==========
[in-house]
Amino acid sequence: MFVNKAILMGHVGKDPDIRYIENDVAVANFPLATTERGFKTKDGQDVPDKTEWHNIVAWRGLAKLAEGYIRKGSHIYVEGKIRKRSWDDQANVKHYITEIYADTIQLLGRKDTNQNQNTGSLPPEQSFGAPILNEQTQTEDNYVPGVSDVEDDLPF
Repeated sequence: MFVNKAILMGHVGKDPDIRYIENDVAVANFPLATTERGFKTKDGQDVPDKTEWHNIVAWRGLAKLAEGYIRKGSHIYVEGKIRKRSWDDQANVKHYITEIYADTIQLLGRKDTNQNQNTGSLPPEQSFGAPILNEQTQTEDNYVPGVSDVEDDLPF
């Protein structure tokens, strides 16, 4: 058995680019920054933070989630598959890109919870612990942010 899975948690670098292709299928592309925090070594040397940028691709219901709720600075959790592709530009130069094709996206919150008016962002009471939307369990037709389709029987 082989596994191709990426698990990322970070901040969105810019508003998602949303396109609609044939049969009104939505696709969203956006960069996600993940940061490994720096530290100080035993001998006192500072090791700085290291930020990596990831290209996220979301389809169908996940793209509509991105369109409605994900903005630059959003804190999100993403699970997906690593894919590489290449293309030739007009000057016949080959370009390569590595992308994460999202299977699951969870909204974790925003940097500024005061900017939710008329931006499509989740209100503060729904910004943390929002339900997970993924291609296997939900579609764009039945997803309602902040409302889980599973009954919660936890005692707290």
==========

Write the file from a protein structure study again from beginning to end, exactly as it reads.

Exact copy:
[in-house]
Amino acid sequence: MFVNKAILMGHVGKDPDIRYIENDVAVANFPLATTERGFKTKDGQDVPDKTEWHNIVAWRGLAKLAEGYIRKGSHIYVEGKIRKRSWDDQANVKHYITEIYADTIQLLGRKDTNQNQNTGSLPPEQSFGAPILNEQTQTEDNYVPGVSDVEDDLPF
Repeated sequence: MFVNKAILMGHVGKDPDIRYIENDVAVANFPLATTERGFKTKDGQDVPDKTEWHNIVAWRGLAKLAEGYIRKGSHIYVEGKIRKRSWDDQANVKHYITEIYADTIQLLGRKDTNQNQNTGSLPPEQSFGAPILNEQTQTEDNYVPGVSDVEDDLPF
């Protein structure tokens, strides 16, 4: 058995680019920054933070989630598959890109919870612990942010 899975948690670098292709299928592309925090070594040397940028691709219901709720600075959790592709530009130069094709996206919150008016962002009471939307369990037709389709029987 082989596994191709990426698990990322970070901040969105810019508003998602949303396109609609044939049969009104939505696709969203956006960069996600993940940061490994720096530290100080035993001998006192500072090791700085290291930020990596990831290209996220979301389809169908996940793209509509991105369109409605994900903005630059959003804190999100993403699970997906690593894919590489290449293309030739007009000057016949080959370009390569590595992308994460999202299977699951969870909204974790925003940097500024005061900017939710008329931006499509989740209100503060729904910004943390929002339900997970993924291609296997939900579609764009039945997803309602902040409302889980599973009954919660936890005692707290």